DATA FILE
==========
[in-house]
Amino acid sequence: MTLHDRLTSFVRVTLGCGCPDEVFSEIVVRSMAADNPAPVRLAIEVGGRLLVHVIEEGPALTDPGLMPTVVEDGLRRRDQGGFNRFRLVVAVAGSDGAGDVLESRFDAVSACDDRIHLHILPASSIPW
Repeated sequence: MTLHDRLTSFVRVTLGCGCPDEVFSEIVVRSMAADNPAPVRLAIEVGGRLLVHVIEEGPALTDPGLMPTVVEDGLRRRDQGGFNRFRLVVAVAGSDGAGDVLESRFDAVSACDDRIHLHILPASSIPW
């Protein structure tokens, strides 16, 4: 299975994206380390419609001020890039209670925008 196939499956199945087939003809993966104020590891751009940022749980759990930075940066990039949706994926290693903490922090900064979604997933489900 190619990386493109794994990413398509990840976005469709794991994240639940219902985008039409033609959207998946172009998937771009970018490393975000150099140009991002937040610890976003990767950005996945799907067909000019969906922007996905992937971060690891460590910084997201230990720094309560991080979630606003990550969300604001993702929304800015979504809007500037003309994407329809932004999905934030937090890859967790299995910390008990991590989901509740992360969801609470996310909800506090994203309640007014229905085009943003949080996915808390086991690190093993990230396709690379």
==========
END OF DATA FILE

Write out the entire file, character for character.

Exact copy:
[in-house]
Amino acid sequence: MTLHDRLTSFVRVTLGCGCPDEVFSEIVVRSMAADNPAPVRLAIEVGGRLLVHVIEEGPALTDPGLMPTVVEDGLRRRDQGGFNRFRLVVAVAGSDGAGDVLESRFDAVSACDDRIHLHILPASSIPW
Repeated sequence: MTLHDRLTSFVRVTLGCGCPDEVFSEIVVRSMAADNPAPVRLAIEVGGRLLVHVIEEGPALTDPGLMPTVVEDGLRRRDQGGFNRFRLVVAVAGSDGAGDVLESRFDAVSACDDRIHLHILPASSIPW
């Protein structure tokens, strides 16, 4: 299975994206380390419609001020890039209670925008 196939499956199945087939003809993966104020590891751009940022749980759990930075940066990039949706994926290693903490922090900064979604997933489900 190619990386493109794994990413398509990840976005469709794991994240639940219902985008039409033609959207998946172009998937771009970018490393975000150099140009991002937040610890976003990767950005996945799907067909000019969906922007996905992937971060690891460590910084997201230990720094309560991080979630606003990550969300604001993702929304800015979504809007500037003309994407329809932004999905934030937090890859967790299995910390008990991590989901509740992360969801609470996310909800506090994203309640007014229905085009943003949080996915808390086991690190093993990230396709690379």